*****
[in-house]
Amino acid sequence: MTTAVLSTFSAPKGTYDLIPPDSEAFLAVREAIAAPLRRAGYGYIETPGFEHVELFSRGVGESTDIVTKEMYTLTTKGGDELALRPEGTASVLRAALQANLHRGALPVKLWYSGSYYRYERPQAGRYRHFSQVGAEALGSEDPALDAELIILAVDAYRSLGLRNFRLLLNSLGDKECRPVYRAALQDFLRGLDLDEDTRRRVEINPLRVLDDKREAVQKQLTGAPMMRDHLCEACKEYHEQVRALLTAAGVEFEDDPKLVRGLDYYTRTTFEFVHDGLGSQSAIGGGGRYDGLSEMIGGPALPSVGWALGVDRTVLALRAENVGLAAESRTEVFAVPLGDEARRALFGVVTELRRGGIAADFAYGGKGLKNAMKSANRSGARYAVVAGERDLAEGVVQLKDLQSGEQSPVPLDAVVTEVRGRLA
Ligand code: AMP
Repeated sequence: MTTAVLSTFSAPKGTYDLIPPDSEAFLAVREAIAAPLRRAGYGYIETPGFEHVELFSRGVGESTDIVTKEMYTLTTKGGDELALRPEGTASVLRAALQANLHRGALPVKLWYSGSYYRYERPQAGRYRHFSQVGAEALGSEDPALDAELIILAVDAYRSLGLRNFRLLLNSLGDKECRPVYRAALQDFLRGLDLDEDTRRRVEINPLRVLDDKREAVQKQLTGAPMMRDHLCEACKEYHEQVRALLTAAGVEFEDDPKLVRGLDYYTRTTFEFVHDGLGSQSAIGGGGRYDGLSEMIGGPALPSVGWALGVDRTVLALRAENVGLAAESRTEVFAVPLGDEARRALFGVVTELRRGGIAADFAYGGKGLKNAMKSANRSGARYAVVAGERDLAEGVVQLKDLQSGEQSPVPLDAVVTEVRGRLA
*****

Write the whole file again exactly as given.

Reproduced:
[in-house]
Amino acid sequence: MTTAVLSTFSAPKGTYDLIPPDSEAFLAVREAIAAPLRRAGYGYIETPGFEHVELFSRGVGESTDIVTKEMYTLTTKGGDELALRPEGTASVLRAALQANLHRGALPVKLWYSGSYYRYERPQAGRYRHFSQVGAEALGSEDPALDAELIILAVDAYRSLGLRNFRLLLNSLGDKECRPVYRAALQDFLRGLDLDEDTRRRVEINPLRVLDDKREAVQKQLTGAPMMRDHLCEACKEYHEQVRALLTAAGVEFEDDPKLVRGLDYYTRTTFEFVHDGLGSQSAIGGGGRYDGLSEMIGGPALPSVGWALGVDRTVLALRAENVGLAAESRTEVFAVPLGDEARRALFGVVTELRRGGIAADFAYGGKGLKNAMKSANRSGARYAVVAGERDLAEGVVQLKDLQSGEQSPVPLDAVVTEVRGRLA
Ligand code: AMP
Repeated sequence: MTTAVLSTFSAPKGTYDLIPPDSEAFLAVREAIAAPLRRAGYGYIETPGFEHVELFSRGVGESTDIVTKEMYTLTTKGGDELALRPEGTASVLRAALQANLHRGALPVKLWYSGSYYRYERPQAGRYRHFSQVGAEALGSEDPALDAELIILAVDAYRSLGLRNFRLLLNSLGDKECRPVYRAALQDFLRGLDLDEDTRRRVEINPLRVLDDKREAVQKQLTGAPMMRDHLCEACKEYHEQVRALLTAAGVEFEDDPKLVRGLDYYTRTTFEFVHDGLGSQSAIGGGGRYDGLSEMIGGPALPSVGWALGVDRTVLALRAENVGLAAESRTEVFAVPLGDEARRALFGVVTELRRGGIAADFAYGGKGLKNAMKSANRSGARYAVVAGERDLAEGVVQLKDLQSGEQSPVPLDAVVTEVRGRLA